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Bearing fruit

Outdoor Living


Growing
Hans Wieland

Autumn is here, and hopefully we have an abundance of apples, blackberries, elderberries, rosehips, and probably currants already in the freezer, and maybe grapes from your polytunnel. Welcome to the world of BIY (Brew It Yourself) as my colleague Phil would say. Home wine making is simple and inexpensive, and you can easily find the ingredients in your garden or in the wild. Making cider is even simpler.
This autumn, I am trying to produce a natural hard cider without any additional ingredients by simply letting fresh, organic, unpasteurised, unfiltered apple juice ferment from sweet to sour from non-alcoholic to alcoholic. It’s at foaming stage in a demi-john at present, covered with a muslin. After five weeks I will siphon it into a new clean demi-john and ferment it further with an airlock, resisting the advice to use a yeast at that stage. I have also started an apple wine using windfalls. (For recipes, please e-mail me.)
At The Organic Centre we have an orchard with more than 50 different varieties of apples, a few pears and a few plums. The orchard was established to demonstrate that we can produce apples in Ireland and more specifically in the northwest of the island. Our annual Apple Day in September aims to encourage everyone to grow apples, from a few trees to an orchard.
Some people - and I include myself - believe that growing fruit is easier than growing vegetables, because fruit bushes and trees need far less attention. A vast array of fruits can be grown very easily in pots, containers, small spaces and bigger gardens or orchards. Most of us can find a space in our gardens or around the house to grow an apple tree or plant a few fruit bushes.
It goes without saying that fruit is very good for us all. It is a great low fat source of nutrients and contains many antioxidants. Several anti-cancer studies have shown, a daily intake of apples provides anti-cancer benefits. So there may be some truth in that old phrase: ‘An apple a day keeps the doctor away’.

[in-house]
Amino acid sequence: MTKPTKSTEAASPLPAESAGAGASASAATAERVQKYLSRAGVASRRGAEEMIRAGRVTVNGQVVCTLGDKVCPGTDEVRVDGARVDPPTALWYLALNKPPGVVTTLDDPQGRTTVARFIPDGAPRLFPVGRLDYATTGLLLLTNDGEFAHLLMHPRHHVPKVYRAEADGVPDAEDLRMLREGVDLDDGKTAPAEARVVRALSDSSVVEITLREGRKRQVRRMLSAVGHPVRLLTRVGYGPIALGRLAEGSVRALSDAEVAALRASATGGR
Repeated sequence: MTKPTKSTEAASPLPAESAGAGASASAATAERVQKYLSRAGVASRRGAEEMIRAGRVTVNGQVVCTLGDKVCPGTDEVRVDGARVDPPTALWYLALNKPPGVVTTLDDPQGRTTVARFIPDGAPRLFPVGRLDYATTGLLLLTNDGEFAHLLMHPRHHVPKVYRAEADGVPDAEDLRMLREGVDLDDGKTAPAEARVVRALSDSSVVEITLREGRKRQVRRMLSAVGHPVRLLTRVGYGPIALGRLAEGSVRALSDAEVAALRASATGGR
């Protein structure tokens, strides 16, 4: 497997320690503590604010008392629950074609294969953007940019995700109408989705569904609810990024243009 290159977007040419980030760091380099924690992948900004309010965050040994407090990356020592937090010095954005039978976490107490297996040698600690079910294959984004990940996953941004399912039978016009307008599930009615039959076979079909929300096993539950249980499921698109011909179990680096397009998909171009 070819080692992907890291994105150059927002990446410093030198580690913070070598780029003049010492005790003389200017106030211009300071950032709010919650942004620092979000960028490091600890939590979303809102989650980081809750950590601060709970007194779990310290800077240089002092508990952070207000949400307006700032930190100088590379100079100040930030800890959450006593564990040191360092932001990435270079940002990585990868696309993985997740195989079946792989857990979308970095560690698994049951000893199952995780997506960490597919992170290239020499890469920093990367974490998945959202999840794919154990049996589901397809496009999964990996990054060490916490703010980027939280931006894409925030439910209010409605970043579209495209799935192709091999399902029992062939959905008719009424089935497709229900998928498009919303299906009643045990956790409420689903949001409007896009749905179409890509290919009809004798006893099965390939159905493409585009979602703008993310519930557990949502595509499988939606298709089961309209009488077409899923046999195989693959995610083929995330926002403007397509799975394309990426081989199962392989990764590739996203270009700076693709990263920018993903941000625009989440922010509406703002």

Apple polyphenols are standout nutrients in this widely loved fruit. Apples are a good source of fibre, including the soluble fibre pectin, and are also a good source of vitamin C. Apple nutrients are disproportionately present in the skin and this is why organic apples are definitely the best choice for health as it is safe to eat the apple whole, skin and all!
We need to grow or buy and eat organically produced apples, which haven’t been sprayed many times with pesticides or other chemicals. According to the Soil Association in England, Cox’s apples for example can be sprayed up to 16 times with 36 different pesticides.

Tree of knowledge
The Organic Centre has two courses in this area coming up: ‘Wine and cider making’ on Saturday, October 8, and ‘Grow your own fruit – Winter workshop’, with Phil Wheal, on November 5.
The best books to buy are ‘The Fruit Tree handbook’, by Ben Pike, for the growing part, and the classic ‘First steps in wine making’, by the aptly named CJJ Berry.

> Hans Wieland is training manager at The Organic Centre, Rossinver, Co Leitrim, which offers courses, training and information on organic growing and cooking, and runs an Eco Shop and an online gardening store. For more information, visit www.theorganiccentre.ie.
Gardening questions or comments? Contact Hans at living@mayonews.ie.

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